Similar to the above: when you are super-super stuck and it's near the end and you're giving up? Crowd sourcing can help. This is a trick to use only when you have FULLY GIVEN UP on your book making any semblance of sense and you know it'll never be a real book but you still want to finish. Ask your friends for random words, then work those words into your book. If your friends are anything like mine, then you'll be googling words like "Antidisestablishmentarianism" and finding fun ways to work that into your novel about spaceships in dinosaur times, or whatever. (e.g. "I will not stand for this blatant antidisestablishmentarianism," said the tricerotops, grabbing his top hat. "This community was founded upon the principles of antidisestablishmentarianism!" screamed the spaceship captain. "This is insubordination, sir!")

7) Buy something from the NaNoWriMo online store.

No, really. I mean, their stuff is cute, but also? The orders don't ship immediately. All three times I've done NaNoWriMo, the parcel didn't arrive till towards the end of November... i.e., just when I was thinking of giving up. The knowledge that a mug and/or travel mug and/or t-shirt saying "NaNoWriMo Winner" was on its way force me to continue on. And then when it arrived, I knew I'd have to finish or the mug and/or travel mug and/or t-shirt would GAZE DOWN ON ME and make me feel bad if I didn't finish. Also, it would be a waste of money if I didn't finish, right? So for FRUGAL REASONS, I had to finish.

8) Never skip a day. 

NEVER SKIP A DAY. You may be ahead of your goal at some point, or just tired or overworked, and you think, "I'll just take a day off." Before you know it, you will be THOUSANDS OF WORDS BEHIND and will have to spend a weekend writing FIVE THOUSAND WORDS or even worse, TEN THOUSAND WORDS, and that is awful. Even if you write "this is shitty" over and over hundreds of times, it is crucial to make your 1,667 words every day. Just trust me.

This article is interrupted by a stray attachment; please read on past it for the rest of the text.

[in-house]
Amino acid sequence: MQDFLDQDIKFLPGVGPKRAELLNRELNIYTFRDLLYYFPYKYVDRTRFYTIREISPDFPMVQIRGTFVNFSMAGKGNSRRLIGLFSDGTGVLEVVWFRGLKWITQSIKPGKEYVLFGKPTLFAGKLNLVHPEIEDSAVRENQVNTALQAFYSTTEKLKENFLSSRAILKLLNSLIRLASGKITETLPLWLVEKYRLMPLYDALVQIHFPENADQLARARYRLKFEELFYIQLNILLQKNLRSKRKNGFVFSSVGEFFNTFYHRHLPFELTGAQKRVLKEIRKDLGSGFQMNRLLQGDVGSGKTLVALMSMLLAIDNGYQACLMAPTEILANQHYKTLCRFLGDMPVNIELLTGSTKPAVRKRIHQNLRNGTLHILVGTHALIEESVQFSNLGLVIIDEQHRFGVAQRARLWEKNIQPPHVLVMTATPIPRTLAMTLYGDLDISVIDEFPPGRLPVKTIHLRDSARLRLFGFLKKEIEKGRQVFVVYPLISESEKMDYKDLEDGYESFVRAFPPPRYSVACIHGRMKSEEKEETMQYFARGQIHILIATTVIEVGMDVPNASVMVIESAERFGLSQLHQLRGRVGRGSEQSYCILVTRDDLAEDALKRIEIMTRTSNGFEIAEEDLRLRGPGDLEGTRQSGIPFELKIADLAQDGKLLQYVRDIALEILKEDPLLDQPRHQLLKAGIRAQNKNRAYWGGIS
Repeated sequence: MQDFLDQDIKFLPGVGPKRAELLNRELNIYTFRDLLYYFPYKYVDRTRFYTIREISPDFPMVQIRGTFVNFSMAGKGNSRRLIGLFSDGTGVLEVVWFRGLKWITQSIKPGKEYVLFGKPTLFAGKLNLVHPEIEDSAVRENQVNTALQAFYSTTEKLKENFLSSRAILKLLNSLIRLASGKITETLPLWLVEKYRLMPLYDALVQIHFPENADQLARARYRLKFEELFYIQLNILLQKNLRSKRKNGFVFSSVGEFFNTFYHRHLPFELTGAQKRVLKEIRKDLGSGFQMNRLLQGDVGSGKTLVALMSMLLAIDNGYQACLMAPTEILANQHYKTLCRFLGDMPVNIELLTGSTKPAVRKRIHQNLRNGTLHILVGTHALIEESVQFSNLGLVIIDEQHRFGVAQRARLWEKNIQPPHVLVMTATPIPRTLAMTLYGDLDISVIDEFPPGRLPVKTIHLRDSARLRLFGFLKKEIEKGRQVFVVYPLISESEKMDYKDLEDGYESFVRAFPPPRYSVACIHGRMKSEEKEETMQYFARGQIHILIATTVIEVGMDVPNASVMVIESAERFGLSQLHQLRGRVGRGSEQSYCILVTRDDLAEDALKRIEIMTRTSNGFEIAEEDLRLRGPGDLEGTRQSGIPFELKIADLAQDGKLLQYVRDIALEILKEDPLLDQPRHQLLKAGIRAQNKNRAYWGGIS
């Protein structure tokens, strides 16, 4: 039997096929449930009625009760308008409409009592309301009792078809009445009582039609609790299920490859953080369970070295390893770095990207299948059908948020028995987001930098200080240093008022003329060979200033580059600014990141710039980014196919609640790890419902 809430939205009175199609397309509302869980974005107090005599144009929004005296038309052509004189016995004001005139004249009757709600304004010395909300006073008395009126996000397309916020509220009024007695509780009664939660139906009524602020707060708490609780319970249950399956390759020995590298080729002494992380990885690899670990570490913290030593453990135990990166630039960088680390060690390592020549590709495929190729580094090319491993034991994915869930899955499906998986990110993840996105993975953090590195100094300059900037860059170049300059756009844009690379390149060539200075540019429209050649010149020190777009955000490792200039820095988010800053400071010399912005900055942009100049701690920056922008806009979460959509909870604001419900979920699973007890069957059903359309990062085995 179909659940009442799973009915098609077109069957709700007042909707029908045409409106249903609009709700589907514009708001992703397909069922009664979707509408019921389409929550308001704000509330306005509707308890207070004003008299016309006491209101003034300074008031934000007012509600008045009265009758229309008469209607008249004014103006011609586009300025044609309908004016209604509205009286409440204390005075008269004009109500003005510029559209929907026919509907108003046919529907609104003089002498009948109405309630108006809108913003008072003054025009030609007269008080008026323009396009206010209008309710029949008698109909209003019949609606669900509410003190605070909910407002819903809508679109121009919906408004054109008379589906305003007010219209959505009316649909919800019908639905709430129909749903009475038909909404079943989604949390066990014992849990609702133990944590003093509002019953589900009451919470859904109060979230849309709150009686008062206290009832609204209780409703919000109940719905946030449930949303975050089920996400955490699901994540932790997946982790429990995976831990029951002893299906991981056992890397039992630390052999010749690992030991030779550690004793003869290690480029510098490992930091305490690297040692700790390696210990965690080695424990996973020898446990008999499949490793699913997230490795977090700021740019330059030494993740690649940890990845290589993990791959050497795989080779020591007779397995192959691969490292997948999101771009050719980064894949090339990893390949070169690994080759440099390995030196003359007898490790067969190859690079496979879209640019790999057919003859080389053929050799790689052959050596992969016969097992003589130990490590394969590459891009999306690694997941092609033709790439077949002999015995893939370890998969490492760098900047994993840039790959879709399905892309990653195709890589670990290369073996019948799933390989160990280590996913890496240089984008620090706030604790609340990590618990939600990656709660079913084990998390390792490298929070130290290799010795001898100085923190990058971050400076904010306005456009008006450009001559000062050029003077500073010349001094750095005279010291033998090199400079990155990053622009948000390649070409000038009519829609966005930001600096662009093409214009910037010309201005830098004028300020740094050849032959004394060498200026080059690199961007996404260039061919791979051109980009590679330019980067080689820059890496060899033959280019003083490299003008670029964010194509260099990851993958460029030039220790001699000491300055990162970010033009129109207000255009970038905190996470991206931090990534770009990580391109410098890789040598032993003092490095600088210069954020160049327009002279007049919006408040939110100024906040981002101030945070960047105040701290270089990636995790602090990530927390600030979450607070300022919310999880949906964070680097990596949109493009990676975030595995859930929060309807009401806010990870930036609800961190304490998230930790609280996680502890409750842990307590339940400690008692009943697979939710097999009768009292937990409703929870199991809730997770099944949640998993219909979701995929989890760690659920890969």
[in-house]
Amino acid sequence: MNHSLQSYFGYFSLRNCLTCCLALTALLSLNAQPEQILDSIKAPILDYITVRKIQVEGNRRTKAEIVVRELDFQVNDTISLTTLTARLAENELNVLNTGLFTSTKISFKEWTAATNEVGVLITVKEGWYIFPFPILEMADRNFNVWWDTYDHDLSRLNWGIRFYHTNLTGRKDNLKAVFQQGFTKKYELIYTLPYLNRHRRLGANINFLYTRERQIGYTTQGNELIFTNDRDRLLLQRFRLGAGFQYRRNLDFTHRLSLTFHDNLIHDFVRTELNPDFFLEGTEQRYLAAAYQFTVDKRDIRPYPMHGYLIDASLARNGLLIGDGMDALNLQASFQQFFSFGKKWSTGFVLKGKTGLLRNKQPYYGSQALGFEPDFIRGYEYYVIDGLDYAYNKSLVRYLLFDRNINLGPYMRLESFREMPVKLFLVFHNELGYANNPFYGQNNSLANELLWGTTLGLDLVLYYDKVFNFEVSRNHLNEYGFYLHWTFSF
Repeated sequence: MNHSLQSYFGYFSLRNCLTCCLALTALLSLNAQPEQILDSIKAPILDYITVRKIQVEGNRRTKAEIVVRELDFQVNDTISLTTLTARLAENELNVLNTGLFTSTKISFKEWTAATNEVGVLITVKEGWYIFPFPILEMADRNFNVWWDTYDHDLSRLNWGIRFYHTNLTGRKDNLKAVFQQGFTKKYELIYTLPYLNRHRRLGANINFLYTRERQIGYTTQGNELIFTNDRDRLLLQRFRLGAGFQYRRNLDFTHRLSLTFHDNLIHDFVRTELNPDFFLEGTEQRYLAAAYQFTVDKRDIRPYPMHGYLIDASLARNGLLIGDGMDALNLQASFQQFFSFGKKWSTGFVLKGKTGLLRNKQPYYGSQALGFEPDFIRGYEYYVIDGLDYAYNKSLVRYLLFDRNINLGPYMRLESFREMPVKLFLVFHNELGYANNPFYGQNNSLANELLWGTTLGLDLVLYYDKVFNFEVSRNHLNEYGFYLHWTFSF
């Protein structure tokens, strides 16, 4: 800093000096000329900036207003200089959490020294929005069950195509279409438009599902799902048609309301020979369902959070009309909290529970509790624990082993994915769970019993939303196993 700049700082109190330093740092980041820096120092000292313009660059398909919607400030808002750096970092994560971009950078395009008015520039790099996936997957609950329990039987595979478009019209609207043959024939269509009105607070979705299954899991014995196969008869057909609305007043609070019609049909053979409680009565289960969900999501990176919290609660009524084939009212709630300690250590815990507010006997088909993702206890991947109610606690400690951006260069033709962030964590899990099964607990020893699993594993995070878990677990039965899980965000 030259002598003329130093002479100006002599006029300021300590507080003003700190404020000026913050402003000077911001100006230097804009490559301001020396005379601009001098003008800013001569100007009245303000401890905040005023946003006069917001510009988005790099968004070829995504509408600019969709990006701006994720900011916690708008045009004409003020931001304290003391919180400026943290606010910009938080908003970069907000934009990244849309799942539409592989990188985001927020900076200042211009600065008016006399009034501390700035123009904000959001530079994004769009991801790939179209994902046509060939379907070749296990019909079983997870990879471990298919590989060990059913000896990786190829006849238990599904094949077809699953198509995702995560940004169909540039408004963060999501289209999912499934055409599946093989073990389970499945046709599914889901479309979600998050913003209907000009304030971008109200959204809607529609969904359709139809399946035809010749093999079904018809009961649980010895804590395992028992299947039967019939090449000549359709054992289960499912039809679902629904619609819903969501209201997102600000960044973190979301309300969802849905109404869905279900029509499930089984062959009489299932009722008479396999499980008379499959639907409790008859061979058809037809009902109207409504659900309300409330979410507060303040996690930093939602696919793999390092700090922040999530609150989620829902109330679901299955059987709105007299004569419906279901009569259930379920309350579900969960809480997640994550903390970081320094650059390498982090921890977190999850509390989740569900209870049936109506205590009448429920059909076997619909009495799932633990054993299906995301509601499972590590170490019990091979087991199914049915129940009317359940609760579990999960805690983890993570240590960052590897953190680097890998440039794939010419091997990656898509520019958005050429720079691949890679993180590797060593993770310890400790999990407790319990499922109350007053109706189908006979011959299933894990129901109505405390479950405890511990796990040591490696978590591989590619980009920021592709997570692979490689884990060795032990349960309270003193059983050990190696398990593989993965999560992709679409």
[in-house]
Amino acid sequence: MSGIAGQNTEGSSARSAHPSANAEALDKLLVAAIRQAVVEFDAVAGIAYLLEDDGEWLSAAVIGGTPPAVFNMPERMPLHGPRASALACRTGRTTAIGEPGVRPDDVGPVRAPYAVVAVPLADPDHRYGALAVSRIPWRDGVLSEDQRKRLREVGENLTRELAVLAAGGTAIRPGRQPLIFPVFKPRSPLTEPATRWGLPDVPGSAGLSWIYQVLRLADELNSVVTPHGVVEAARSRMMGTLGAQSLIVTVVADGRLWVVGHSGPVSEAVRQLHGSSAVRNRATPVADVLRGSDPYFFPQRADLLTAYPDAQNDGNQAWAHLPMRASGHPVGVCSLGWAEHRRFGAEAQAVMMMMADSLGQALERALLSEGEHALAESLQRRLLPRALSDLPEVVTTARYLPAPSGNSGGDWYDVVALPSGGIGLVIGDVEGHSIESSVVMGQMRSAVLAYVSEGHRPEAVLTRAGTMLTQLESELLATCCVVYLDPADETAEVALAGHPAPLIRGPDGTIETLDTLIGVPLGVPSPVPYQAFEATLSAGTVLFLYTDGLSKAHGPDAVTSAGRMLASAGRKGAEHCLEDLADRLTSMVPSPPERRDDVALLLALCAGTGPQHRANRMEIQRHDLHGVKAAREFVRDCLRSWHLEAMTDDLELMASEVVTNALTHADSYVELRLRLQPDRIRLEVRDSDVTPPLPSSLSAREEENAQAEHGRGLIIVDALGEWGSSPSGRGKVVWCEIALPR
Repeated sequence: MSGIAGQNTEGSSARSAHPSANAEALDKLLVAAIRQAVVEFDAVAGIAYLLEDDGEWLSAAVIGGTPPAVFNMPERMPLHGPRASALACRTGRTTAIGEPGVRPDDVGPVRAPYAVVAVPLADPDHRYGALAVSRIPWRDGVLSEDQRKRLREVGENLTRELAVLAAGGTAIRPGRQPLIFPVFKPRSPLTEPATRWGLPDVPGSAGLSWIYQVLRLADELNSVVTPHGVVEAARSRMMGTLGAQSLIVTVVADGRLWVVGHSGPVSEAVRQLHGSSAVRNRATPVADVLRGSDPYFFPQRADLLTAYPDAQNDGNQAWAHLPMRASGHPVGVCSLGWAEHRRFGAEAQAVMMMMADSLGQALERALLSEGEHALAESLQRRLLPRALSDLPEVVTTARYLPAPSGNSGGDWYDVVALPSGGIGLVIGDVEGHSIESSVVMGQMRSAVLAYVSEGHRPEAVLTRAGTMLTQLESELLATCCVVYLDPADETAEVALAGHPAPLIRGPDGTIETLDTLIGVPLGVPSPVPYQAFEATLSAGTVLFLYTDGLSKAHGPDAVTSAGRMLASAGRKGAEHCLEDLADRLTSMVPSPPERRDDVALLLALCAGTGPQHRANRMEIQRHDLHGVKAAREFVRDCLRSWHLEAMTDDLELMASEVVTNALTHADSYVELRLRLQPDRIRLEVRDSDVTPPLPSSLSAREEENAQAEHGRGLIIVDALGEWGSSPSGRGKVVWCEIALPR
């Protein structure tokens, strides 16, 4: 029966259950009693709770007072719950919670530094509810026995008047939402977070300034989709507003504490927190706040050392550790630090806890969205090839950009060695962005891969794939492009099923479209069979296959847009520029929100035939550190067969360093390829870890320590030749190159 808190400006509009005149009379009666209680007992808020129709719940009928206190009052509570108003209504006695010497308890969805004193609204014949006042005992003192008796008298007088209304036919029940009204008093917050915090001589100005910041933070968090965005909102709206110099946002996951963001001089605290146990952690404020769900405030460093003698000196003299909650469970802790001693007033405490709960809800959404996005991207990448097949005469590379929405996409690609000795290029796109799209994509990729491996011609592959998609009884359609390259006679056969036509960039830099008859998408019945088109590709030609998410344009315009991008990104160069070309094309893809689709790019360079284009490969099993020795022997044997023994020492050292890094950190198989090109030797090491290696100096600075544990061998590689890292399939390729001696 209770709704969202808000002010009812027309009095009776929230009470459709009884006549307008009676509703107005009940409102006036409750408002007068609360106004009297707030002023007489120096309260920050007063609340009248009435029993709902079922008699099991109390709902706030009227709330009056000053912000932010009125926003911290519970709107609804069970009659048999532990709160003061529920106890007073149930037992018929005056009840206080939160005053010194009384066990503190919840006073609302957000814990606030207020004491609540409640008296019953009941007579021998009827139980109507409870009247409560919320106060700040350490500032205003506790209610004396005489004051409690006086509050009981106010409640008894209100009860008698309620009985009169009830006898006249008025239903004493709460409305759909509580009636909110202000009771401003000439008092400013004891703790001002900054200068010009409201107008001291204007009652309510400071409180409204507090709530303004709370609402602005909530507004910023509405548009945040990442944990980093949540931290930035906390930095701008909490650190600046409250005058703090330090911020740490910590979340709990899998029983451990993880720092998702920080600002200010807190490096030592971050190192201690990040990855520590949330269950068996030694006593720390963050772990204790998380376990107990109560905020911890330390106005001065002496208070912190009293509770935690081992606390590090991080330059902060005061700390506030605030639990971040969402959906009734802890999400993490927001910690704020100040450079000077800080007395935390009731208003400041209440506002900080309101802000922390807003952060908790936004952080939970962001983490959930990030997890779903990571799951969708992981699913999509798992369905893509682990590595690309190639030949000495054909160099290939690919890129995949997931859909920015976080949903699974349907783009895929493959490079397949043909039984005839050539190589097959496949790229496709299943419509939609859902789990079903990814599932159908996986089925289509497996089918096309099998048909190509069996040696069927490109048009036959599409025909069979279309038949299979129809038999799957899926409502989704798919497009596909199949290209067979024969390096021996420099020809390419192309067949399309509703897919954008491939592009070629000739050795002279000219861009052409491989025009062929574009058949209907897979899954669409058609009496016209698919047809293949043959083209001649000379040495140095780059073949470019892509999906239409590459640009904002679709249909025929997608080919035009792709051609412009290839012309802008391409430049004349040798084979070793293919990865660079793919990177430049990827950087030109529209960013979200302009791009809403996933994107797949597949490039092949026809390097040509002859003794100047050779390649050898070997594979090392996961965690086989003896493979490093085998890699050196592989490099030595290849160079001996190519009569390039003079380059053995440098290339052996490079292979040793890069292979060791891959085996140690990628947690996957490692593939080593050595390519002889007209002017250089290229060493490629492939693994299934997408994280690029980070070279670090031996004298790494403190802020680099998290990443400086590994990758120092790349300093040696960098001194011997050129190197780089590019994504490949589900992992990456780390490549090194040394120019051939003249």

9) #Winning!

When you complete your 50,000 word novel, it's called WINNING. And when you win? It is the best feeling, especially if you've got Twitter friends who you can share your great success with. Also, you get prizes. For instance, last year the winners all got 50% off Scrivener software, which is a great program for creative writing and I'm using it right now to revise my most recent NaNo novel. So winning = frugal!!

10) Don't mind the crazies.

There are crazies out there who only seem to do NaNoWriMo so they can post tweets about how they wrote 50,000 words in 5 hours or something. People who are like, "I completed NaNoWriMo in 5 days! Now what do I do for the rest of the month? #iamannoyingandashowoff" can make you feel like you're desperately behind. Ignore them. They're probably just lying anyway.

Also bear in mind: at the end of the month, you don't techinically have a novel. You have a draft. Don't just print it off and send it to agents and publishers: lots of people do this and it is not a great idea. Hammering out a first draft is a huge accomplishment... and it's also the first step to having a great novel. Lots of people have worked on their NaNo novels to the point of publication -- here's a good list of them. So it writing a novel is your goal, NaNoWriMo is great. If writing a great novel and having it published is your goal, NaNoWriMo is a great first step.

Are you guys doing NaNoWriMo? Or have you done it before? What are your tips??